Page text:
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Patti Morrow advises on the many travel article ideas you can get from one tripTravel—especially international travel—can be expensive, and even more so if you’re new to travel writing and not getting invited on complimentary trips yet. 

So, how can you get the most bang for your buck when you’re starting out?

One way that I stretch my travel budget is by making sure I get multiple bylines from most trips that I take. 

Often one trip takes me to two or more different countries (another way to stretch your budget by saving on flights), so I can get a lot of stories out of those. 

Recently, I visited five Eastern European countries on one trip. Not only did I write separate articles about each destination, but I just had a story published about sparkling wineries in three of the countries on that itinerary. I also wrote another piece about a road trip through the Carpathian Mountains. And I’m not finished yet—I still have many more travel article ideas to work on from that trip.

But even for a trip to one country, one state, or even one city, there are ways to get more than one story. You could write about things to do and see; you could write about an adventure you had; you could write about a festival or maybe a restaurant or a hotel that you liked. Culture, ruins, and historical significance also make good starting points for stories. 

Here are some ways to get ideas for stories—before, during, and after your trip.

  • Before. Research your destination thoroughly. See what has already been written, and come up with something else or at least a different angle.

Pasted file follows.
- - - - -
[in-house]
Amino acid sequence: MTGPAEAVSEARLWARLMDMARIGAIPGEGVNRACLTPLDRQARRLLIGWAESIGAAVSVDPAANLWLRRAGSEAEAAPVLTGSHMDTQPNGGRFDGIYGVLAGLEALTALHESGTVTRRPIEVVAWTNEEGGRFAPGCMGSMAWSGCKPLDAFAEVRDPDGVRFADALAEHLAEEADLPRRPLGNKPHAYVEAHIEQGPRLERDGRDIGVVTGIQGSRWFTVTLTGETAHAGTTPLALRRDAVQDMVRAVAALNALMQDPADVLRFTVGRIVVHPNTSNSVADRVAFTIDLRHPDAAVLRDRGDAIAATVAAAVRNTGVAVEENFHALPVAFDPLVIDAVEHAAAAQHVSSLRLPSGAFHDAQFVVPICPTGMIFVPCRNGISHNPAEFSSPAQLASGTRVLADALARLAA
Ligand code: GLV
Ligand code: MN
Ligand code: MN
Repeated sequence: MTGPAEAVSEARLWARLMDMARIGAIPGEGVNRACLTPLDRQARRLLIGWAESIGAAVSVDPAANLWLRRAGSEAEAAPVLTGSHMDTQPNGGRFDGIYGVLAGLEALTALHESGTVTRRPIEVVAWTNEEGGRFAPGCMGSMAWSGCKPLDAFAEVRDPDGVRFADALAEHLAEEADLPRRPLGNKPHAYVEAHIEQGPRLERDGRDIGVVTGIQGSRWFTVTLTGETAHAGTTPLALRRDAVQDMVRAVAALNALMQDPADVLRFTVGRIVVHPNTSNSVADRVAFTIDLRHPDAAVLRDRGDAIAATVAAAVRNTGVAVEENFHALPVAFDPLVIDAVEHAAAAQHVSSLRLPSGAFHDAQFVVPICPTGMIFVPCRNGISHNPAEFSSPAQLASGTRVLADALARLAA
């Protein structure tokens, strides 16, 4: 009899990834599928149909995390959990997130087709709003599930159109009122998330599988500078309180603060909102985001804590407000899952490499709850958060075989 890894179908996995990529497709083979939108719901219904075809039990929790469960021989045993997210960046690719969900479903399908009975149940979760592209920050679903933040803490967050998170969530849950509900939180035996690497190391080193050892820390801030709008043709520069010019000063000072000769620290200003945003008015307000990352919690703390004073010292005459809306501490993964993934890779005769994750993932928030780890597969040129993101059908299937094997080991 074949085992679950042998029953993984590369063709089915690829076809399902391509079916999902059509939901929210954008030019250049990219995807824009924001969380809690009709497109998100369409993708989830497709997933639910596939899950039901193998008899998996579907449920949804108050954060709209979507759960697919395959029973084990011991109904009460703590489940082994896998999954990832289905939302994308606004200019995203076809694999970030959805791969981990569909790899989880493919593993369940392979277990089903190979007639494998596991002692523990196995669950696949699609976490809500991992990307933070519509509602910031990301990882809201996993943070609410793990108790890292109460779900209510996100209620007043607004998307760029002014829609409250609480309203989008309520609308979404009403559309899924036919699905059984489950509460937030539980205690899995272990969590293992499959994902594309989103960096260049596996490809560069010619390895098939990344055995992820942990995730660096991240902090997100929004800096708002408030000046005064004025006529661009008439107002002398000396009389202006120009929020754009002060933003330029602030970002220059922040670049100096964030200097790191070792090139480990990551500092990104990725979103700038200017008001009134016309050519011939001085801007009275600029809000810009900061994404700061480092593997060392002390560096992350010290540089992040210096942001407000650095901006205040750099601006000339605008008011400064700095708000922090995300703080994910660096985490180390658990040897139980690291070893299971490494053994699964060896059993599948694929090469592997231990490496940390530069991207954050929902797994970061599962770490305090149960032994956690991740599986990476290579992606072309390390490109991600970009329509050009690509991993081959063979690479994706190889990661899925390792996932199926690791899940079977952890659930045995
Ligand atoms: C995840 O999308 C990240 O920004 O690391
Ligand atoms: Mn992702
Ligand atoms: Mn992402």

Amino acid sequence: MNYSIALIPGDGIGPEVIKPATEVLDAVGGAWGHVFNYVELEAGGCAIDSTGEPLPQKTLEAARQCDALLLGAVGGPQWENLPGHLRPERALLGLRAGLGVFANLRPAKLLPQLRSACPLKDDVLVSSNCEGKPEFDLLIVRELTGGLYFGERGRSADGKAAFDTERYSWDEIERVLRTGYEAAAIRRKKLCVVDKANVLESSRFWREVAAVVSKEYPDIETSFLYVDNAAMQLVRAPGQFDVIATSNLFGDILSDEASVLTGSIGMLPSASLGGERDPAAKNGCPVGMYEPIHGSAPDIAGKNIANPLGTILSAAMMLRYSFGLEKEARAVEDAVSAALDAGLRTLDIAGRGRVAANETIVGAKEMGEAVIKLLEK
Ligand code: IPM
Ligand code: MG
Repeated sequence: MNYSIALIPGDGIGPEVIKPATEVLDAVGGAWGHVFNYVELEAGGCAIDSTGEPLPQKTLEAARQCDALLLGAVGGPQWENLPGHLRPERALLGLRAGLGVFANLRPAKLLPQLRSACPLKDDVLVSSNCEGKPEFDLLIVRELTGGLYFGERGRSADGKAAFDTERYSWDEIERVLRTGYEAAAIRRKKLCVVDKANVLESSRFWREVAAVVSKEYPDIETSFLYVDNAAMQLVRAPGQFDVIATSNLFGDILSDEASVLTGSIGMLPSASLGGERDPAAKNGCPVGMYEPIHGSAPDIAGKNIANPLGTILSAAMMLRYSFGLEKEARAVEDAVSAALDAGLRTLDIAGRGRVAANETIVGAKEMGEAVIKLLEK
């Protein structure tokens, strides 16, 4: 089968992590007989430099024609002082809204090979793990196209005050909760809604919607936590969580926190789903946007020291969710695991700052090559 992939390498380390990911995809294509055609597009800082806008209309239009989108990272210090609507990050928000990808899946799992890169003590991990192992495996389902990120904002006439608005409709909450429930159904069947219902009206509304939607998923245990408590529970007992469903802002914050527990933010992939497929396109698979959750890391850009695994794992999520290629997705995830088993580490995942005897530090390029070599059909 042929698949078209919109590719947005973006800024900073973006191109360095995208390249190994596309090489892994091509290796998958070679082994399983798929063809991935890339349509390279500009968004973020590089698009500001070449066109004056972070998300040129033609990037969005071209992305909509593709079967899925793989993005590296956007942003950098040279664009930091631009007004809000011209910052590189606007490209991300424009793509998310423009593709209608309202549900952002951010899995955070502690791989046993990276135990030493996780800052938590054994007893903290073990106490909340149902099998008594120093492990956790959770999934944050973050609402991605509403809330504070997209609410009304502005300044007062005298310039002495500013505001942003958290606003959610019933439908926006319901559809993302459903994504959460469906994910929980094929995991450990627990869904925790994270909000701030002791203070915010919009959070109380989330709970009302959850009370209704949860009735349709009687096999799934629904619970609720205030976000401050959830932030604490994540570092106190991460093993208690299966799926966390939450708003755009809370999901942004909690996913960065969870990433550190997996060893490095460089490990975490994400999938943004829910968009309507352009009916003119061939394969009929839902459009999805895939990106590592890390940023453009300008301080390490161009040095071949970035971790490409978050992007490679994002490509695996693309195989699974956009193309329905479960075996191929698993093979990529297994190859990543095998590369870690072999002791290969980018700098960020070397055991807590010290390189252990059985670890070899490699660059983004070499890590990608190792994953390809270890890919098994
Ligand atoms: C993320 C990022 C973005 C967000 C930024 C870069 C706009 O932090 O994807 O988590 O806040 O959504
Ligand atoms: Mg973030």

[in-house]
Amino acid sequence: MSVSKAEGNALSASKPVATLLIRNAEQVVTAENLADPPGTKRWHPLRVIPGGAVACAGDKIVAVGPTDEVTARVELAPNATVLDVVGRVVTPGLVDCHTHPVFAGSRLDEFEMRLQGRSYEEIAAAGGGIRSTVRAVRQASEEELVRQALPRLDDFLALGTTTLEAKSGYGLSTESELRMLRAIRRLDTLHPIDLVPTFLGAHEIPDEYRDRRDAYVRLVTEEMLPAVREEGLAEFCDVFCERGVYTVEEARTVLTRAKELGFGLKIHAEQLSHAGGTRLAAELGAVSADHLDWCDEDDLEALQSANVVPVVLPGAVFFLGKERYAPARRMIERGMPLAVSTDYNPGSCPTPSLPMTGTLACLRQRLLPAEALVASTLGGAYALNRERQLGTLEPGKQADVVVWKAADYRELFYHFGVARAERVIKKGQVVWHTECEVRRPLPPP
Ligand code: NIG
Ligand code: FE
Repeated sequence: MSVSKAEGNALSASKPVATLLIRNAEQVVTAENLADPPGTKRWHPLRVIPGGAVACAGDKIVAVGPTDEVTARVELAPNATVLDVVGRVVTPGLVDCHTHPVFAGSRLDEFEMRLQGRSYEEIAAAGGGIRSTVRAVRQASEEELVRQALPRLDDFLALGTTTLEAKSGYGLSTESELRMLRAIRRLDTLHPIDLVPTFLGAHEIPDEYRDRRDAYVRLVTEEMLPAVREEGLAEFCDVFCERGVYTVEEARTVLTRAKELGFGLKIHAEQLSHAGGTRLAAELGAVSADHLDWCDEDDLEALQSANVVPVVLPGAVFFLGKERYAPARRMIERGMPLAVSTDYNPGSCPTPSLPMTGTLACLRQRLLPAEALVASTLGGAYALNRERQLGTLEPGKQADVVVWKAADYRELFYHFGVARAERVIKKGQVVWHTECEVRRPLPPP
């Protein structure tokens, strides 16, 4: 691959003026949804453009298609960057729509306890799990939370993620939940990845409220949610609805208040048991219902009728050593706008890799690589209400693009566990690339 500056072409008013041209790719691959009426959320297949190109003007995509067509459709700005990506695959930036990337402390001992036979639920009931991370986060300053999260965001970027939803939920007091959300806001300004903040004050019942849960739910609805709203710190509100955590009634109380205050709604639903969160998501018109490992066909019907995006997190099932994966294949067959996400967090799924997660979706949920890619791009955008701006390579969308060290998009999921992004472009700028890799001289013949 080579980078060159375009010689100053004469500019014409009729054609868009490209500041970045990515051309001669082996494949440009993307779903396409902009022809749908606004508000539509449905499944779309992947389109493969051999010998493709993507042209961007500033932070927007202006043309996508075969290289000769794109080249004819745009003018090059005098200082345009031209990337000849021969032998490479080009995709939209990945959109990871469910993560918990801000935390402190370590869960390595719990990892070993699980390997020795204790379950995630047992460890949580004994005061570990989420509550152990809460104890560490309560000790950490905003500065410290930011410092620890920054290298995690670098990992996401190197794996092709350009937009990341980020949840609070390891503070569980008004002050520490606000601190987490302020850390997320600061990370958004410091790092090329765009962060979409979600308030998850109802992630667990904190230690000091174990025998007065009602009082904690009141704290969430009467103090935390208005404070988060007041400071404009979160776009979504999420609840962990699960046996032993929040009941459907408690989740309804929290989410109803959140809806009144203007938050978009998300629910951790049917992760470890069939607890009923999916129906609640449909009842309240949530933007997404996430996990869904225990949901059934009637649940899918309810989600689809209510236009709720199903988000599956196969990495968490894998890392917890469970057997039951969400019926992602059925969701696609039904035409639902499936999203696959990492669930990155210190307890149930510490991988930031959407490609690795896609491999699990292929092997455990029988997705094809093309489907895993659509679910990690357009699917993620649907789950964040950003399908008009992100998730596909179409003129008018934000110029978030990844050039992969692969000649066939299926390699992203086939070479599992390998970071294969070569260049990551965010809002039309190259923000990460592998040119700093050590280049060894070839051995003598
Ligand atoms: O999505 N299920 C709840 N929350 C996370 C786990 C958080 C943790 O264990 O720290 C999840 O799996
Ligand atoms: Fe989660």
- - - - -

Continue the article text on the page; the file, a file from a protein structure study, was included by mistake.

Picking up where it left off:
• During. Use all five senses to take in everything you can. Be observant and open to new experiences. There may be adventures that you hadn’t anticipated, and therefore new stories.
  • After. Download and edit your photos. I take a ton of photos, and because I’m in sensory overload mode during the trip, there are things I might not have remembered. However, the photos trigger the memory. 

Here are some different types of articles you can squeeze from one trip:

  • A roundup article gives a good overview of what a destination has to offer. It’s a kind of a mini travel guide and includes a variety of activities, sights, food, etc. Roundups attract a lot of traffic. It’s generally the first thing people search for when planning a trip—and usually the first type of article I’ll write from a trip.
  • Front-of-the-book pieces are the short stories that appear in the first third of a magazine. They’re also a good way for new writers to break into a magazine, because editors are more willing to take a chance on an unknown contributor for these shorter sections. 
  • Travel narratives are the meat of many publications and are generally at least 2,000 words. I try to write at least one narrative article about something specific, but not a travel memoir. You don’t want to write “What I Did on My Summer Vacation.” Instead, this should be engaging piece with a unique perspective that has the power to transport your readers to feel as if they’re there with you. 
  • How-to articles give information and/or advice on how to best experience a destination in a limited amount of time, how to do a particular activity in that destination, how to find the best places to eat, etc.
  • Interviews with someone of interest can be a fun article. With some research, you can set these up ahead of time.
  • Road trip pieces create an itinerary for readers, covering a defined geographic area. Sometimes they can be done around a theme, such as visiting craft breweries in the region. 
  • Reviews of hotels and restaurant are easy to write, and you can find publications that are always looking for these types of pieces. 

Getting multiple bylines from a single trip also has another financial benefit aside from the travel expense. The money you make from selling the articles to publications after the trip can really start to add up! 

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